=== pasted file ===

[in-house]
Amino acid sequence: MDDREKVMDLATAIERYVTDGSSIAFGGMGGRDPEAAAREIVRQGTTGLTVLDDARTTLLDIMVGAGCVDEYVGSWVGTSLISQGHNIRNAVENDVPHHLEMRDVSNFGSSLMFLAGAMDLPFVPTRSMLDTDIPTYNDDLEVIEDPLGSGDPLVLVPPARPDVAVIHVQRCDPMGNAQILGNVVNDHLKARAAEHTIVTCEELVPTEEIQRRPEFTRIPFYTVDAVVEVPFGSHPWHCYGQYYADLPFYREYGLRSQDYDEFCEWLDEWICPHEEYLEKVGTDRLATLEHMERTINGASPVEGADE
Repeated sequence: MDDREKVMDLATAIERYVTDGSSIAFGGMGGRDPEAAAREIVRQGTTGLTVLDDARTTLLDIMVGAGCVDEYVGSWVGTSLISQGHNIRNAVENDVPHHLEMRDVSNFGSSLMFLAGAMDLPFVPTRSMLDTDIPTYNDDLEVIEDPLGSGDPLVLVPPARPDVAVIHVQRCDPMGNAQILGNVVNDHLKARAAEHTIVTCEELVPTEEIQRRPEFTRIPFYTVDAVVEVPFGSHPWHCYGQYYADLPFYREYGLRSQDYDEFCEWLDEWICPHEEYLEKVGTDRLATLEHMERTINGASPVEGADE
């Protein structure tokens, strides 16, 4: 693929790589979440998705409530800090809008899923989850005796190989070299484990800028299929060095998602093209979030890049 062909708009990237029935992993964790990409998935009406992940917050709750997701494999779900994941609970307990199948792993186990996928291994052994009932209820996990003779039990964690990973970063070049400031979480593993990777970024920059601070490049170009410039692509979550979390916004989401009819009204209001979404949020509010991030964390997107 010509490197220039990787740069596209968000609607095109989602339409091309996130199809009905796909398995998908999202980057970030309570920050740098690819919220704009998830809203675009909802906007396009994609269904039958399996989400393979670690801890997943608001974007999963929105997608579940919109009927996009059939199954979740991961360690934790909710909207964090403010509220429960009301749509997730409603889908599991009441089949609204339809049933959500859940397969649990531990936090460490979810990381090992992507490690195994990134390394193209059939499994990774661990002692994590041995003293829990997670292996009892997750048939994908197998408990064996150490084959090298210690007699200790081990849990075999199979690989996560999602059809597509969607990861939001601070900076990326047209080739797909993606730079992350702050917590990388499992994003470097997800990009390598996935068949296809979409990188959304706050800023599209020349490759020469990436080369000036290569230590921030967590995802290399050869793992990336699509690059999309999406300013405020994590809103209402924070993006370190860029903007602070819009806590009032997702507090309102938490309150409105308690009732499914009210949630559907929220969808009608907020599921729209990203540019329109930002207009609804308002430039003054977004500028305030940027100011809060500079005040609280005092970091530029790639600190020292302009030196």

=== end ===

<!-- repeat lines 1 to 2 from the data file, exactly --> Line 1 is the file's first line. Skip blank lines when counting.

[in-house]
Amino acid sequence: MDDREKVMDLATAIERYVTDGSSIAFGGMGGRDPEAAAREIVRQGTTGLTVLDDARTTLLDIMVGAGCVDEYVGSWVGTSLISQGHNIRNAVENDVPHHLEMRDVSNFGSSLMFLAGAMDLPFVPTRSMLDTDIPTYNDDLEVIEDPLGSGDPLVLVPPARPDVAVIHVQRCDPMGNAQILGNVVNDHLKARAAEHTIVTCEELVPTEEIQRRPEFTRIPFYTVDAVVEVPFGSHPWHCYGQYYADLPFYREYGLRSQDYDEFCEWLDEWICPHEEYLEKVGTDRLATLEHMERTINGASPVEGADE